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If you spend at least 35 hours each week providing unpaid care to a loved one or somebody else with a disability, illness or other medical condition, you could be eligible for Carer’s Allowance. Here, we’ve explained Carer’s Allowance eligibility, including the individual rules for claiming.
You can make a Carer’s Allowance claim online using the GOV.UK portal. You can also call the Carer’s Allowance helpline on 0800 731 0297 for further information and advice. Before applying, you need to tell the person you care for that you intend to do so, as it could affect some of their benefits.
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To be eligible for Carer’s Allowance, you’ll need to meet certain criteria, split across yourself, the person you care for and the type of care you provide. If you meet the criteria for all three of these categories, you’ll qualify for the benefit.
You’ll need to meet all of the following conditions:
The person you’re caring for needs to receive at least one of the following disability benefits (these are known as ‘qualifying benefits’):
The 35 or more weekly hours of care you provide for somebody could include:
If somebody else provides care for this person and they already claim Carer’s Allowance, you won’t be able to do so as well. You can speak to the other carer and see if they’re willing to change their benefits. If they aren’t, you can still apply. The Department for Work and Pensions (DWP) will then decide who should receive the benefit.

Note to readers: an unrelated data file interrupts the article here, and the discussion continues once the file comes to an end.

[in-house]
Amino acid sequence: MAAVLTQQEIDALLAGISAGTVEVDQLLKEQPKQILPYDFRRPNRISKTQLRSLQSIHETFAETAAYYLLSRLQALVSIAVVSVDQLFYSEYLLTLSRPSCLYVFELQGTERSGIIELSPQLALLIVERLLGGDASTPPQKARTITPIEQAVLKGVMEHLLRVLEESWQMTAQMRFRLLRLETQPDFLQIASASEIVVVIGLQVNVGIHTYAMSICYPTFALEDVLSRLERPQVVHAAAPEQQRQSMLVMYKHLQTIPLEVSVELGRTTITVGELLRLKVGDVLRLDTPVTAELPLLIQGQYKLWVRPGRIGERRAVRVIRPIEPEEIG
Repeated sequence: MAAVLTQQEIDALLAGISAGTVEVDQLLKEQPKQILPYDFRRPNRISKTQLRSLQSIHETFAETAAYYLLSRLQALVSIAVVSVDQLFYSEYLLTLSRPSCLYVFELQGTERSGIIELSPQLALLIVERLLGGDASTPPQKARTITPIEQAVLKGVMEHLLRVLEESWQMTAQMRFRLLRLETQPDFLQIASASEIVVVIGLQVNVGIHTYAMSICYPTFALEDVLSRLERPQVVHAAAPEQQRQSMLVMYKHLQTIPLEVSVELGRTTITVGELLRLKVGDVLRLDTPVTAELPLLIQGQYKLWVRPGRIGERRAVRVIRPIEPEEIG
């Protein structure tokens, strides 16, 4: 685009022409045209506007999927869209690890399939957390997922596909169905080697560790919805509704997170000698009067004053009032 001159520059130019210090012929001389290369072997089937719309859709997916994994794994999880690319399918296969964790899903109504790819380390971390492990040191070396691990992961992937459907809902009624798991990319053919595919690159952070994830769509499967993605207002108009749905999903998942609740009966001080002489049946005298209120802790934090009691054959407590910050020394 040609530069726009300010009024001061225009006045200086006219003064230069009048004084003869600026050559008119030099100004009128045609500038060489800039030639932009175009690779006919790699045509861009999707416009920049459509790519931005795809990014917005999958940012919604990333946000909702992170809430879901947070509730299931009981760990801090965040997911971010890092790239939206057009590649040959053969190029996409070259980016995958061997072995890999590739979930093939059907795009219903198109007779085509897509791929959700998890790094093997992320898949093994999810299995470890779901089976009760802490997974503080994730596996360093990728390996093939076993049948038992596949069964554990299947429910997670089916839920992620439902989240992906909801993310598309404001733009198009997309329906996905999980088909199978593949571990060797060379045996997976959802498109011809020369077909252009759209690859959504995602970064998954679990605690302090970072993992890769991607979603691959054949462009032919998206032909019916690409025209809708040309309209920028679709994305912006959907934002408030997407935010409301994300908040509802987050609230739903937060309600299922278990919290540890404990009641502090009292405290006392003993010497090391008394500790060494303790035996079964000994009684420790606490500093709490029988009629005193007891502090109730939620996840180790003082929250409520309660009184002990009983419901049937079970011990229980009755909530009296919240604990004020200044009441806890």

If eligible for Carer’s Allowance, you’ll get £76.75 a week. Paid every four weeks, this is £307. Across a year, you'll get £3,991.
Like many other benefits, Carer’s Allowance rates rose by 10.1% in April 2023. Previously, you would have got £69.70 a week, £278.80 every four weeks and £3,624.40 a year.
This money is usually paid every four weeks and will go directly into your chosen account.
We have an article explaining Carer’s Allowance rates for 2023.
You’re unable to receive the full amount of Carer’s Allowance and the State Pension at the same time. This means that if your pension is worth £76.75 a week or more, you won’t be eligible for Carer’s Allowance, but if your pension is worth less than £76.75 a week, then any Carer’s Allowance payment you receive will make up the difference.
If you’re eligible for Carer’s Allowance but already receive Pension Credit, a Carer Addition will instead be added to your award which will cause your Pension Credit payments to increase.
Even if you aren’t eligible for Carer’s Allowance, you could still be eligible for Carer’s Credit. You might be able to get this if you spend at least 20 hours a week caring for a person or multiple people.
These credits fill in gaps in your National Insurance record. Your National Insurance record will determine things such as how much State Pension you’ll get, along with whether you’re eligible for contributory Employment and Support Allowance (ESA) or contribution-based Jobseeker’s Allowance (JSA).
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Although Carer’s Allowance isn’t classed as a means-tested benefit, it does still have an earning threshold for eligibility. For the 2023/2024 financial year, you won’t be eligible if you earn more than £139 per week.
A Carer’s Allowance Letter of Award and a valid form of ID can also be used to prove that you’re a carer.
Written by our team of experts and designed to help families fund later life care in England.